Ready-to-cook chips are usually frozen which is wonderfully convenient because they cook in half the time and need no preparation. A lot of experimentation will have gone into producing chips that are flavourful, the right texture, consistent in huge quantity, have a long shelf-life and that still make a profit margin for the farmer, manufacturer and retail outlet. With so many different brands competing for our attention, the packaging is designed to attract our attention one way or another, offering “home-style”, “gastro” and even “special” chips. But what is the difference and are they ‘Real Food’?
Let’s start with potato – undoubtedly a real food. Their nutritional value differs very slightly with different varieties and other factors will play their part too. For example, how fresh they are and how they were stored – those in cold storage loose most of their vitamin C after 4 months and if they were stored in warmer conditions they loose at least 20% of it within a month. But how and where they were grown will also influence nutritional value. The US Department of Agriculture produces annually a list of the 15 vegetables and fruit with the most pesticides and potatoes are on this list in 2020 though I appreciate in the UK things might be different. So as usual, if affordable, I will choose organic or those from my gardening neighbour who has some spare.
Potatoes fall into three camps – those that are floury like King Edwards and Maris Piper considered better for making into chips; those that are waxy like Anya and Charlotte with their firmer bite great for potato salad; and finally, those with a bit of both attributes like the varieties Desiree and Rooster, both perfect for a nice smooth mash.
Potatoes are not just carbohydrate meal fillers, they do contain good nutrition including the essential nutrients potassium, vitamins C and E, calcium, iron and magnesium. They also have a little protein but virtually no fat. If the potatoes still have their skins on, you are getting more fibre too. In fact, if the skins are red or purple they have the added bonus of being richer in carotenoids and flavonoids and so are even more nutritious.
The next ingredient you would expect to find is fat – something that crisps up the surface of your chip on cooking. Most commercial chips are made with vegetable oil of some kind, be it soya bean, corn, sunflower or palm oil or even a mixture of several. A couple of brands produce chips cooked in beef dripping instead of vegetable oil and if I was making them myself, I would certainly choose organic beef dripping for the stability of the fat molecule under the influence of intense heat, much like roasting potatoes at Christmas in goose fat, the flavour, nutrition and texture are superior. Arguably this far, a chip is still ‘real food’.
Then you get the flavourings – salt, turmeric and maybe some paprika to add flavour and colour and these are also recognisable as ‘real food’. However, a trip to the supermarket freezer aisle produced some other ingredients and this is where we tip into doubt about their real food status. Dextrose/ dextrin (sugar), various modified starches, yeast extract, vegetable fibre, E500 (sodium carbonates used in chips as raising agents), E450 (diphosphates used for their raising agent and stabiliser effects) …. are the ingredients that produce the coating that makes your chips of choice particularly crispy and delicious. To be balanced, some brands are now producing ‘naked chips’ and it might be an idea to seek these out if you are avoiding non-food ingredients but want the convenience that comes with pre-prepared food. However, you might not be too thrilled by the relatively flaccid boring strip of potato these become once cooked.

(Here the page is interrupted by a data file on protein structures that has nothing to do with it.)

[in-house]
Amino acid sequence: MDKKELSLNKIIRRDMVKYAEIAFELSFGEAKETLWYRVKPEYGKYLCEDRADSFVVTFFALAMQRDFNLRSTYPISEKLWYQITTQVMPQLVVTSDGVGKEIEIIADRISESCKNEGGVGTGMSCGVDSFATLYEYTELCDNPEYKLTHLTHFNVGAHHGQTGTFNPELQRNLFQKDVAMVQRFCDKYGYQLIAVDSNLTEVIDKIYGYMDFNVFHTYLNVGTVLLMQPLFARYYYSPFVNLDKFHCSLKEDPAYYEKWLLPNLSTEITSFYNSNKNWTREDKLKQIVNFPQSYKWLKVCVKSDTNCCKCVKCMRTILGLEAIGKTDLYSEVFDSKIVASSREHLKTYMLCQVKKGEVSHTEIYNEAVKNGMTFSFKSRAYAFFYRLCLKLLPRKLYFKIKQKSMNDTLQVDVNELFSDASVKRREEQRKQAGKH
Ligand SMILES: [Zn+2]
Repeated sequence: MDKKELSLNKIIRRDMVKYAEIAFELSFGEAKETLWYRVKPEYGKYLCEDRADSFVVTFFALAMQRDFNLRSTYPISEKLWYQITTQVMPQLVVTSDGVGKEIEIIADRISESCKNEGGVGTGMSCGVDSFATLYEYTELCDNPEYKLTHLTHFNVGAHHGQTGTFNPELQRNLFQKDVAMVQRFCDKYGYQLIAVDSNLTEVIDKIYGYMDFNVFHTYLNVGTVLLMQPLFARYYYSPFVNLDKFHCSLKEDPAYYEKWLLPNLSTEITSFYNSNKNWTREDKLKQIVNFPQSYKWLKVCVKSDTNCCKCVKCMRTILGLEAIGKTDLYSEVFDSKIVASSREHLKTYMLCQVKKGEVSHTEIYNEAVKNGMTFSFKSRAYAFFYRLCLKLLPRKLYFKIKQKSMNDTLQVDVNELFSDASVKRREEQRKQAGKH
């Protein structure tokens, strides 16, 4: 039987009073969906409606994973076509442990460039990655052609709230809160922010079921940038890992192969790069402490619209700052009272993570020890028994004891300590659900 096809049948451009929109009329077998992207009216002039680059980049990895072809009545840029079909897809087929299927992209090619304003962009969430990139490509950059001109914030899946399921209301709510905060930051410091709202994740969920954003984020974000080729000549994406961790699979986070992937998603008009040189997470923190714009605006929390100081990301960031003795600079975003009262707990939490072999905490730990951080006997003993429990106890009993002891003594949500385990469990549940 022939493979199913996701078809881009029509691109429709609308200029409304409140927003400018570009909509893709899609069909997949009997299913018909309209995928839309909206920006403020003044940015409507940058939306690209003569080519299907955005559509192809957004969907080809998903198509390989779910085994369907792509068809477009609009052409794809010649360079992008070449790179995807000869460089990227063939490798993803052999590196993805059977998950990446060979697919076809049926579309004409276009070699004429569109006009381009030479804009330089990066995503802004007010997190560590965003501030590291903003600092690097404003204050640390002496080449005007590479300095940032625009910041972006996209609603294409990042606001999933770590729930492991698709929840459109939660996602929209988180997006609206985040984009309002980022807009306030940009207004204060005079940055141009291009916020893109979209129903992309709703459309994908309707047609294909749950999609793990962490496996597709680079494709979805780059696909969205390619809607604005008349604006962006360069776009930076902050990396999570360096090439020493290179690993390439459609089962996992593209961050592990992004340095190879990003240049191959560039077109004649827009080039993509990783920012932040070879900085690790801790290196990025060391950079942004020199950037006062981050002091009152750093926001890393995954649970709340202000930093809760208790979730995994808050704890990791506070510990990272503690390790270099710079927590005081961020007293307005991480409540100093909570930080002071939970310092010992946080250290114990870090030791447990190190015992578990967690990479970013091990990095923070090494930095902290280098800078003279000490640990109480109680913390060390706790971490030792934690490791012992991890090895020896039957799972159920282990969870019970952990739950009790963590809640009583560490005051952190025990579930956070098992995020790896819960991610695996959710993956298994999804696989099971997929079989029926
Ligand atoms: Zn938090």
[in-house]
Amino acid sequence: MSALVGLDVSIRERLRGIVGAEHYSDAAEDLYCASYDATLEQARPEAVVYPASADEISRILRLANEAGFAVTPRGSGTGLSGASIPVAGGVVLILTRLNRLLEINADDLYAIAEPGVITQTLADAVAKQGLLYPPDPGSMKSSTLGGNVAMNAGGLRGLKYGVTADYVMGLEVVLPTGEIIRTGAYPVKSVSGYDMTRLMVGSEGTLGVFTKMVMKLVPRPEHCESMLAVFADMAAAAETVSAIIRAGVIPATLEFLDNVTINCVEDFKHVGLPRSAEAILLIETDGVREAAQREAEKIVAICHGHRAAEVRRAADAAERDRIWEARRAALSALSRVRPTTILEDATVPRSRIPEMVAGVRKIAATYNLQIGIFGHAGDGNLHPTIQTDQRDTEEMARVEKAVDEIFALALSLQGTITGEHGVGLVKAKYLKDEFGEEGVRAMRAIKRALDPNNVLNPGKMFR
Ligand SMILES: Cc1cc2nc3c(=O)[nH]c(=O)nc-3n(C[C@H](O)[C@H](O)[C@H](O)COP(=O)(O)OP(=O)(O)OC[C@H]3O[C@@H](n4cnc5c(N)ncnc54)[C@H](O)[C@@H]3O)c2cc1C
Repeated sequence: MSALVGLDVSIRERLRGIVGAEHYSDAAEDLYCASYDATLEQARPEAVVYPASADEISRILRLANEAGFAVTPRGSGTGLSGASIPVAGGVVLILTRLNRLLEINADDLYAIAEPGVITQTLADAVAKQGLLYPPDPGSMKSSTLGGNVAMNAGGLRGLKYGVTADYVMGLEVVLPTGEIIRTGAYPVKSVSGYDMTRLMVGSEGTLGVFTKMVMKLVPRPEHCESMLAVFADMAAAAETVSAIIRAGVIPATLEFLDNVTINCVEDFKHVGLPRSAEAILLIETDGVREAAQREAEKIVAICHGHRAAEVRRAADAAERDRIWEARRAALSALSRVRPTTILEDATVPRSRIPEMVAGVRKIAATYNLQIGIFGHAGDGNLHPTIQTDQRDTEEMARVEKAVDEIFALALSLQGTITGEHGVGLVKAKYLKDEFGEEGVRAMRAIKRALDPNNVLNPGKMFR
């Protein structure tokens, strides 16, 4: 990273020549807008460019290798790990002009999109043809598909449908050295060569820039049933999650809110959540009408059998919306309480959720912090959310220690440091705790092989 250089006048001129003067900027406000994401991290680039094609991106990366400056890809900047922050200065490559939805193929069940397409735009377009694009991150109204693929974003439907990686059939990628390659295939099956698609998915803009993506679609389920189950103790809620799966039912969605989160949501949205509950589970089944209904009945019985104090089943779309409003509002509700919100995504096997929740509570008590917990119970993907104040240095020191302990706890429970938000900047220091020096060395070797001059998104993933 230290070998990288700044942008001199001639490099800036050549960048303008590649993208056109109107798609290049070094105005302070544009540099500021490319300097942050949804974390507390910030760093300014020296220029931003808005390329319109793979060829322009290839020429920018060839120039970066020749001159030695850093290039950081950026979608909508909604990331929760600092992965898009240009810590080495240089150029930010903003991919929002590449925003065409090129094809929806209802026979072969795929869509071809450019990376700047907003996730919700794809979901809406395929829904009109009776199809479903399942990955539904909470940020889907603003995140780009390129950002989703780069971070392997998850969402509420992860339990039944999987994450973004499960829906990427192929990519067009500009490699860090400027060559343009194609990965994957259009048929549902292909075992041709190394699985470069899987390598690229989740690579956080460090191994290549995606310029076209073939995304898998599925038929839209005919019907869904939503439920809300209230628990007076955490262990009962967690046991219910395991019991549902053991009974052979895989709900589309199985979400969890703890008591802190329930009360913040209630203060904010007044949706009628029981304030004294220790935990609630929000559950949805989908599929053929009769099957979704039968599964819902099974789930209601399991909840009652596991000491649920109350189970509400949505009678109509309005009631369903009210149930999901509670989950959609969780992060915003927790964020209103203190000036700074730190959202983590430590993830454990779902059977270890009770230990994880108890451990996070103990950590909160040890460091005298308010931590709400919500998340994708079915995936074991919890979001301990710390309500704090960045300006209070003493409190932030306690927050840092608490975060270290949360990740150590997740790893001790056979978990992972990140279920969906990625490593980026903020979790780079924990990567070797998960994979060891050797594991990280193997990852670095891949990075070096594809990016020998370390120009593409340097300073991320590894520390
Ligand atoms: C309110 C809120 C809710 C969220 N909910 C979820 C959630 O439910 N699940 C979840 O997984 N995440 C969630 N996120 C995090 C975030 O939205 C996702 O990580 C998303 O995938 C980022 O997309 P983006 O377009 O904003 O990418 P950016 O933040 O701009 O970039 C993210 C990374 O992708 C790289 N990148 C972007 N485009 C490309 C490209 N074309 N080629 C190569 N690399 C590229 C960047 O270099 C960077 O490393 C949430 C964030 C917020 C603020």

A word of caution too for those who are intolerant or allergic, many of the chip products also contained wheat.
Of course, it is perfectly possible to make your own chips and the internet is groaning with debate about soaking, blanching, which fat and how many times you fry to make them perfect. It is even possible to air-fry them with a device that uses convection to circulate hot air around the chips meaning less oil is needed. Not me though. I was terrified in my youth by tales of chip pan fires and I never know quite what to do with all the leftover oil so I don’t make my own chips. Instead, we do enjoy home-cooked crispy potatoes, especially those from cooked and cooled potatoes, still with their skins on, chopped into wedges and then roasted in an oven in olive oil, sometimes with garlic and rosemary, sometimes with paprika and always with a good sprinkle of flaky salt. This way the nutritional value is enhanced, because the process of cooking and cooling starchy vegetables increases the amount of resistant starch they contain. This indigestible fibre is fabulous food for your ‘good’ gut bugs but it also reduces the potato’s glycemic index resulting in a much smaller blood sugar spike after eating them. It’s so easy to cook up a large pan of potatoes and leave some to cool for a meal in a day or two’s time. A win-win, in my book!
About Jules Weldon
“I’ve always been passionate about real food. Yet when I was faced with supporting my daughter born with brain damage, my passion turned to devoted study and application. I discovered the power of food to facilitate her neuroplasticity and neurogenesis for recovery. I have come to know through experience that if we just stick to the simple message of ‘enjoy real food’, most of us will be well nourished and thus fairly resilient health-wise.
I work to support unpaid carers and I am also a professional member of the National Institute of Medical Herbalists. I run an online group called Stay Well Simply, teach fermenting 101 classes, bang on about informed choice and real food, and during the growing season I lead folk on little adventures to connect with plants’ gifts. Nature inspires my life and work.”